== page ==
The taking of pictures is a thing the digital revolution demolished and reassembled from the resultant mound of debris.
A friend noted on FB that the most insulting thing you can say to a photographer is "wow that's a great photograph, you must have a great camera!"
Which is true- a $10,000 camera absent a photographer is just a pricey chunk of industrial sculpture.
But as a weak photographer who's good pictures are due to digital leveling of the photographic playing field, I'm happy to give full credit to technology- digital make it possible for bunglers like me to get good shots, pictures I'd never have managed with a 'real' camera.
While I have no talent for photography, I have got a good eye for the end result. So I can take 500 pictures of whatever, sort through the pile and pick out the one really good and the ten pretty good shots. The boon of digital is those 500 pictures cost nothing and provide instant feedback- no buying film, no expensive developing, no long wait to see how the pictures came out. Taking real pictures is expensive in both monetary and temporal capital- my 'shoot it all and let God sort it out' approach wouldn't be feasible on film, but works fine with digital.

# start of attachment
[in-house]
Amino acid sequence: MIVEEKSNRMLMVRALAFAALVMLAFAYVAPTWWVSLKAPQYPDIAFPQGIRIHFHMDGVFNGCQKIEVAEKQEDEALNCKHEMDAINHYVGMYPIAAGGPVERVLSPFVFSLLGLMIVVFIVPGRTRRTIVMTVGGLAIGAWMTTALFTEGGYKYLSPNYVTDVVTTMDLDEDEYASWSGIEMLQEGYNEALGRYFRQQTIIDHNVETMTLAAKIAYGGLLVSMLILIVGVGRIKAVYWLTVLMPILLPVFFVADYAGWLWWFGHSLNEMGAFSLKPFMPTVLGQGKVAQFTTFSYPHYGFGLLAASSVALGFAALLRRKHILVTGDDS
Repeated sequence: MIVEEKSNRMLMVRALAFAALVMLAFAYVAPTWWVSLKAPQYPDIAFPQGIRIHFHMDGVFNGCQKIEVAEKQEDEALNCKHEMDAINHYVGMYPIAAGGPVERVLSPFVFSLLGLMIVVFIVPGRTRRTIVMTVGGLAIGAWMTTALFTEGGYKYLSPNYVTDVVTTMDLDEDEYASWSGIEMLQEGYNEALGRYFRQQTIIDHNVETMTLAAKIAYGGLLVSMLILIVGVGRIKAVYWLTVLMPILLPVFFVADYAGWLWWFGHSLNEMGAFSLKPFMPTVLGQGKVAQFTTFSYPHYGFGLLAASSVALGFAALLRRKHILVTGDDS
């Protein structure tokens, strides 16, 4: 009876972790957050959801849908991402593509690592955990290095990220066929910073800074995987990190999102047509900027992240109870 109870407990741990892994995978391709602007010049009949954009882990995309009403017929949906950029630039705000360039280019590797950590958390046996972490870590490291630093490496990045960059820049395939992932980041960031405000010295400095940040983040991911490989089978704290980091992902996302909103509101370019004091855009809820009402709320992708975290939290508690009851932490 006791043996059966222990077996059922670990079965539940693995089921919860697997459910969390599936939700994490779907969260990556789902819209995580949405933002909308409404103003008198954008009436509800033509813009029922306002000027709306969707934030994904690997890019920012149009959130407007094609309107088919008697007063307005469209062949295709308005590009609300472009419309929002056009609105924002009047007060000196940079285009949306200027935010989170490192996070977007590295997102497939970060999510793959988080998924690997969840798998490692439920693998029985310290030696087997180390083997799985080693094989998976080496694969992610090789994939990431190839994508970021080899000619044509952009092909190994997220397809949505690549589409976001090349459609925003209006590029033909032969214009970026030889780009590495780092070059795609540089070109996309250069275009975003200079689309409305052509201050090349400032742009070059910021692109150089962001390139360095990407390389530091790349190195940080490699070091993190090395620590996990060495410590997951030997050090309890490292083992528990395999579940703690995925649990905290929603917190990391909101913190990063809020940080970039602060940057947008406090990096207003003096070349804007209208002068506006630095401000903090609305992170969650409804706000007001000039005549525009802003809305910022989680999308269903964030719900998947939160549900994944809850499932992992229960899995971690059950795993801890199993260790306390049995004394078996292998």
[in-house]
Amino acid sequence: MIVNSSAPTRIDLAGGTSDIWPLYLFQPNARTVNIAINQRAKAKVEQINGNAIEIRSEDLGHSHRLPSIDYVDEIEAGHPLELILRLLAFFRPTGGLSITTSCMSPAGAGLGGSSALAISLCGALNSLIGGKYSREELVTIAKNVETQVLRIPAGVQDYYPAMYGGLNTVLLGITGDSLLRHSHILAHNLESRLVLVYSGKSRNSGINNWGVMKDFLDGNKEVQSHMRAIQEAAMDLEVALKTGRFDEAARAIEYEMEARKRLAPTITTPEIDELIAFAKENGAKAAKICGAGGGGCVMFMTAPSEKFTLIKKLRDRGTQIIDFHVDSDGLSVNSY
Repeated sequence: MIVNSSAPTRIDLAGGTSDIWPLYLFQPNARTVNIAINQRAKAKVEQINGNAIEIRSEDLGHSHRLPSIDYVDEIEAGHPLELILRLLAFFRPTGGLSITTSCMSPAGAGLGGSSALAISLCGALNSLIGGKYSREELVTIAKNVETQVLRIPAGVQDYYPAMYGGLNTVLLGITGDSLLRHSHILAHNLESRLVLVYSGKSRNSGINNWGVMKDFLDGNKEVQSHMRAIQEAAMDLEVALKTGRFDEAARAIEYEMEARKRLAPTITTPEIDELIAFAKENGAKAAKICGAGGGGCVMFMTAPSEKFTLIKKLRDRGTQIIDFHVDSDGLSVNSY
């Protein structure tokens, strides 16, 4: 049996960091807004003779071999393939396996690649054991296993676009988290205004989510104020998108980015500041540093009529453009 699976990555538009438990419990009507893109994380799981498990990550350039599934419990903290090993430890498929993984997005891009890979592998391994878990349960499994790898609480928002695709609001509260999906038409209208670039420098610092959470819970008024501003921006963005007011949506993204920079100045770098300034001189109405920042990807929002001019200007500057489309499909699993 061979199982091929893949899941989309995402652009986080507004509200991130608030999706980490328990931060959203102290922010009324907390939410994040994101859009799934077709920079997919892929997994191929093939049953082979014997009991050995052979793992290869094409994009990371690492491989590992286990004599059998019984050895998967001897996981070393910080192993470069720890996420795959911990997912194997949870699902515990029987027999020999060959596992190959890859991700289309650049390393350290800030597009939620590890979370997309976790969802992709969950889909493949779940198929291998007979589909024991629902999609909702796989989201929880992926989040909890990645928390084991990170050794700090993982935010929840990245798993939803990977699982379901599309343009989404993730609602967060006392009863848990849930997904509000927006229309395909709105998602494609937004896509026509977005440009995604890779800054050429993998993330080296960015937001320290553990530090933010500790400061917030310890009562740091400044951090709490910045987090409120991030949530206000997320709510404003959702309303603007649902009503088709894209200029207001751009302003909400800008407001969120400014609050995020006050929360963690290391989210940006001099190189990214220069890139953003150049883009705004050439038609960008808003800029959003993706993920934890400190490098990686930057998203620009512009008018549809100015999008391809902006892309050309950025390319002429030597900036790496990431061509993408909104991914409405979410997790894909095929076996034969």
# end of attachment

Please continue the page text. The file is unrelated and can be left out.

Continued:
I went on a walk with Fuss a couple of months ago, exploring the dwarf oaks along the shore of the estuary. I took 40 or so pictures, and this was one:
It's a good picture, I like it.
But it's mostly an accident- I'm sure his eyes weren't closed when I started shooting (my camera is good, but not on par with a real DSLR), the composition was mostly accident, and none of the other 39 odd pictures were anything near this good.
There's a framed photo hanging in our living room of a fountain in Paris, taken by a friend using a Holga shooting expired black & white film. A toy camera loaded with decomposing monochrome film took a better picture than anything turned out in the history of my volume attack on the problem.
Absent which, I'm happy to gimp along using the crutch of technology to propel me down the road.